preLaw - Spring 2017 - 11
How distance learning is
changing legal education
Online programs have more than doubled in the past 3 years, and growth is
expected to accelerate as current programs prove themselves.
BY JACK CRITTENDEN
Mitchell Hamline School of Law is halfway
through a bold test that if successful, should
legitimize online learning in legal education
and bring about unprecedented growth.
The American Bar Association (ABA)
granted the private, independent school
in St. Paul, Minn., a variance, allowing it
to run the first hybrid online/in-class J.D.
The four-year program,
which started in January 2015,
brings students to campus
for one week at the start of
each semester and compresses
simulation training and other
hands-on skills into a 56-hour
marathon. The students then
take classes online for the rest
of the semester.
The program has been an
unqualified success for the law
school, as applications and
enrollment have far exceeded
"This [program] is really
not that unique," said Greg
Duhl, associate dean for strategic initiatives at Mitchell
Hamline. "It has been happening in higher education
for decades. It is just that legal
education is conservative and
But that is changing, and at a rapid pace.
Law schools offer 60 online LL.M. programs, a number that has more than doubled in the past three years. Participating
institutions include such respected schools
as New York University School of Law,
Northwestern University Pritzker School
of Law and The University of Alabama
School of Law. Several other schools offer
certificate programs online for lawyers and
non-lawyers, as well as specialty summer
programs with online classes, which are
open to their students and law students
from other schools.
But perhaps the biggest change in the
past few years is the number of online
courses offered to traditional J.D. students.
A few years ago, the ABA changed its rules,
allowing J.D. candidates to take 15 credit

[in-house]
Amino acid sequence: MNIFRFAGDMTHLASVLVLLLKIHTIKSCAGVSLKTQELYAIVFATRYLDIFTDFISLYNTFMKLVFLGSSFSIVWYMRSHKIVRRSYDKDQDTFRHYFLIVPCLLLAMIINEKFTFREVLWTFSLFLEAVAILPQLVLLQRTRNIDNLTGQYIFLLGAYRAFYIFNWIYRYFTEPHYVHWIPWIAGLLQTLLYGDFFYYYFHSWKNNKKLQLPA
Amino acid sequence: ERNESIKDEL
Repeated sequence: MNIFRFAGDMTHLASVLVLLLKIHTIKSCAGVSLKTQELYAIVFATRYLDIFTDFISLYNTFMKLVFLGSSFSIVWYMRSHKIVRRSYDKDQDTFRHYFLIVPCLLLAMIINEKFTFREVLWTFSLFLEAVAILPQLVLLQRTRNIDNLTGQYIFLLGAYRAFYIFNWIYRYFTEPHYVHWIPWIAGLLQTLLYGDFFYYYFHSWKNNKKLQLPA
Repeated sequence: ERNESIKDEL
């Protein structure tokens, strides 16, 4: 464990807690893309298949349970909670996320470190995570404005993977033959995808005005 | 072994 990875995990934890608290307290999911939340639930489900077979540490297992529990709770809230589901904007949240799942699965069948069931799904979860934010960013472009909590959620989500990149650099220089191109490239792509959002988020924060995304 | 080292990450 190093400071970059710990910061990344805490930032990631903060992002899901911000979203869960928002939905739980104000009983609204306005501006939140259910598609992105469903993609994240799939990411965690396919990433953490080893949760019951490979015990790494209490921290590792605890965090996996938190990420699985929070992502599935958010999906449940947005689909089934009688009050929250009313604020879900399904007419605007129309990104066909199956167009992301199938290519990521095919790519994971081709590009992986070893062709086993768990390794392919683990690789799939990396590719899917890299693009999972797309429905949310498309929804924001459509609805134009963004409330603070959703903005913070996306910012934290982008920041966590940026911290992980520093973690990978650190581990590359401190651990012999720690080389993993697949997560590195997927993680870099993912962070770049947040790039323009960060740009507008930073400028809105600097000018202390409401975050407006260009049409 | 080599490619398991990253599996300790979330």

hours through online learning, up from 12
credits. At some schools, including Mitchell
Hamline, more than half of the student
body is taking at least one online course.
And most experts predict those numbers will grow exponentially if and when
the ABA further eases its rules on online
education. That is expected to happen after
Mitchell Hamline's first hybrid class takes
the bar exam in 2019.
"The bellwether will be bar pass rates
for [Mitchell Hamline's] online students,"
said Ken Randall, CEO and president of
iLawVentures and a former chair of the
ABA's technology committee. "I think we
will see them perform equally as well. That
is what we see in other disciplines and licensing exams."
But until then, there is plenty
of growth opportunity for online
Randall's company, which
provides online course content
for law schools, announced
a partnership this past summer with Wolters Kluwer Legal
Education. Most of the company's 30 law school clients use the
service to include courses in their
curricula that they would otherwise not be able to offer.
" We help schools with
course coverage," said Randall,
who helped start one of the first
online LL.M. programs when
he was dean at University of
Alabama. "If you are in a smaller
metropolitan region and want
to teach international law courses, such as international human
rights, we help deliver that curriculum."
iLawVentures aims to hire the best
teachers and create online courses that are
then offered to its law school clients. Each
school decides which course or courses it
wants to offer to students. If selected, the
faculty member becomes an adjunct professor at that school, and he or she abides by
the school's policies, in order to be in compliance with ABA rules.